Today I am delighted to welcome Cass Grafton to my blog. Cass is one of my fellow Sister Scribes and is here today to share her Cover Love for one of her books.

 

Covers have become such a complex part of my publishing life of late. I’m what’s known as a hybrid author, in that some of my books are with a publisher and others are published by me, and a few of those books have had three different covers over the years.

 

This is mainly because my publisher (Canelo Escape) has the digital editions and I’ve retained the paperback versions, so between them producing new eBook covers and me updating the original paperback covers to reflect the newer styling—a work in progress, with four new paperback updates coming this month—there are almost too many covers to choose from.

 

To further complicate the cover love, I write in three distinct sub-genres of romance: historical, time-travel (co-writes with Ada Bright) and contemporary. It’s almost like having to pick one favourite from your all-time most-loved period movie versus a comedic TV series or a modern rom-com!

 

In the end, however, the decision became easy. Earlier this year, I released my first contemporary romance with the publication of The Cottage in a Cornish Cove, and as I finally, for the first time in several years, have matching covers for both the ebook and paperback editions, it wins for me.

 

 


 

It’s received fabulous feedback and was also the recipient of the Cover of the Month award from ‘Chill with a Book Awards’ back in March.

 

That’s all down to the designer, of course. Mary Jayne Baker (of oliphant-services.co.uk) did an excellent job of capturing everything I wanted the cover to say, even though she admitted she’d never been to Cornwall.

 

We had a lot of fun creating the cover, with several exchanges along the lines of:

 

Me: Can you add a black cat?

MJB: Of course; and would you like a boat in the water?

Me: Yes, please! Ooo, you added a lighthouse, I love it, especially the little one on the spine!

 

I’m sure Mary Jayne won’t mind my sharing that she admitted to having a thing for lighthouses! There were shutters taken off the buildings—and a few put back on again; there were trees uprooted and trailing plants added to buildings until finally the finished look was achieved, and I’m as much in love with it today as I was when I first saw it.

 

The Cottage in a Cornish Cove is an uplifting story about love, dreams and first impressions, and although Anna, the main character, is looking out to sea on this cover, lost in those dreams, Heathcliff the cat is staring fixedly at the reader as if to say, what are you waiting for? Doesn’t this cover make you want to jump right in and start reading?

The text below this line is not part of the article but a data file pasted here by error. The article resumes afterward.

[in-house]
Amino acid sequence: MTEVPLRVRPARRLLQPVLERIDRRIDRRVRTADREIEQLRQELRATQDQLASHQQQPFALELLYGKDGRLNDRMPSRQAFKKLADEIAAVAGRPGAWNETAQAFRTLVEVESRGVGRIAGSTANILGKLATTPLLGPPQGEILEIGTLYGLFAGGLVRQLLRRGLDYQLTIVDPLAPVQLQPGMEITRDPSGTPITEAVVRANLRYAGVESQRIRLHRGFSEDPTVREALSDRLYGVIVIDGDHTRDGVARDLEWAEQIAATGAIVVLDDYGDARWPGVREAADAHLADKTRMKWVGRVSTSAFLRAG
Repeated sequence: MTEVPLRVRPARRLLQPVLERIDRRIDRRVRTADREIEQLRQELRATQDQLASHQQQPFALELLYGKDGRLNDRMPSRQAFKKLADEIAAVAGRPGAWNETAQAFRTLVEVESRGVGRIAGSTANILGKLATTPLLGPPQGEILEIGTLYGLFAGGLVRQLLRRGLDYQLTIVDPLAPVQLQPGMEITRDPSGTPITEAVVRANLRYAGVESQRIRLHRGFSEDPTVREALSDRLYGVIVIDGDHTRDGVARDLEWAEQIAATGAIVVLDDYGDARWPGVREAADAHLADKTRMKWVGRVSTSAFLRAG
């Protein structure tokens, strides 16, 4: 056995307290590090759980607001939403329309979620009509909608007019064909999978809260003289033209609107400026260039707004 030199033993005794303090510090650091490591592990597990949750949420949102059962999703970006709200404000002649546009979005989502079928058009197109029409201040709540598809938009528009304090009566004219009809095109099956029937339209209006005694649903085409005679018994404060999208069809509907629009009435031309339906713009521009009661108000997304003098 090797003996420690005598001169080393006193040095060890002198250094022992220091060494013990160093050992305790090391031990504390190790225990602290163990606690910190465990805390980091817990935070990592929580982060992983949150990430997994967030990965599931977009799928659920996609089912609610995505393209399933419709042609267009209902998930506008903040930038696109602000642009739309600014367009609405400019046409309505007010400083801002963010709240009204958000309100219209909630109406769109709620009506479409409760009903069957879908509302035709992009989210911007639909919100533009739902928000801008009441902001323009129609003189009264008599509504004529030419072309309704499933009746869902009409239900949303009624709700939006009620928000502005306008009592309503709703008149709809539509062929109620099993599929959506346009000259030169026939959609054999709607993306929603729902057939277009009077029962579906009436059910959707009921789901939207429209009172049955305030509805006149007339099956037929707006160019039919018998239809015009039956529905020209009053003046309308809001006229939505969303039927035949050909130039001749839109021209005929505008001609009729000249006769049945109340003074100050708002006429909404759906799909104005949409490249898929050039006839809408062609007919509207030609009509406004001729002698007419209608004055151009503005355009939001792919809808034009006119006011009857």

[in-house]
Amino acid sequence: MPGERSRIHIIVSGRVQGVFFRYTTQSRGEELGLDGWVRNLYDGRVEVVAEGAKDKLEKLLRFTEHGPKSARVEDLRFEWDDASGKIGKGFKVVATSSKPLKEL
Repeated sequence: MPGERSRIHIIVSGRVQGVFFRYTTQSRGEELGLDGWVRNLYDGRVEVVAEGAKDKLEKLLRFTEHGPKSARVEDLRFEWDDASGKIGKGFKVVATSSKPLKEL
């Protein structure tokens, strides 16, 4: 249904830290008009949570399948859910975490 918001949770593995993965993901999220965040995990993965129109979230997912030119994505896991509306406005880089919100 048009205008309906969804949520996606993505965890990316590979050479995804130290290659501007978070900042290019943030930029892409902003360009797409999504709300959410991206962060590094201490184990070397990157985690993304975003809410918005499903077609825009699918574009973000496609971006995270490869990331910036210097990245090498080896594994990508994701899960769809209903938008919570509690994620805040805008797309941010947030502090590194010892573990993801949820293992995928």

I really hope it does!

 

 

* * * *

 

Blurb:

The Cottage in a Cornish Cove is a heart-warming tale of discovering all you never wanted is exactly what you need.

 

Orphaned as a baby and raised by uncaring relatives, much of Anna Redding’s happiness as a child came from the long summer holidays spent with an elderly family friend, Aunt Meg, in the charming village of Polkerran.

 

With Aunt Meg’s passing, Anna is drawn back to the West Country, relocating to the Cornish cove where she was once so happy. Filled with memories, she hopes to perhaps open a B&B—and perhaps cross paths with Alex Tremayne again, a local boy she used to have a major crush on and who only had to walk past Anna to make her heart flutter.

 

Settling into her new life, and enjoying her work for the older, reclusive and—to be honest—often exasperating Oliver Seymour, Anna is delighted when Alex reappears in Polkerran and sweeps her off her feet.

 

The stars finally seem to be aligned, but just as Anna thinks all she’s ever wished for is within reach, a shock discovery brings everything under threat, and she realises she’s living a dream that isn’t hers to hold.

 

Can Anna rescue the new life she has made for herself and, when the testing moment comes, will anyone be there to hold her hand?

 

 

* * * *

 

Cass’s links:

 

Cass's author page on Amazon   

 

Her blogs:

cassandragrafton.com

tabbycow.com

 

Her author page on Facebook  

 

Her Twitter page

 

 

 

Cover Love . . . With Maddie Please

Posted on 31st July, 2020

This week I am delighted to welcome Maddie Please to my blog. Maddie lives in Devon, where she writes contemporary romantic comedies. Reviews mention her "engaging writing style and page-turning plots peopled by wonderfully memorable characters" and her "deft touch and great turn of phrase, making you chuckle at every turn of the page."

 

Today she is here to share her Cover Love for one of her books.

 

* * * *

 

I’ve had lovely book covers on all four of my published books. The first three were a cute, distinctive style and I was happy with all of them, although I did have slight doubts about the second one, where the heroine was depicted riding a bicycle. And there isn’t a bicycle anywhere in the story.

 

I queried this with my editor and was told it was a metaphorical bicycle. So I left it there.

Then for the 4th book, Harper Collins decided to change the house style and came up with a striking design that initially I liked and then had doubts about.

 

The story focussed on two successful writer sisters, Lulu Darling and her sister Jassy Sutton who decide to take a mini-break in the depths of Dartmoor in order to stimulate their writing mojo. Unfortunately, it quickly becomes apparent that neither of them is in the slightest way equipped to deal with the reality of life in the country; poor internet connection, solitude and mud.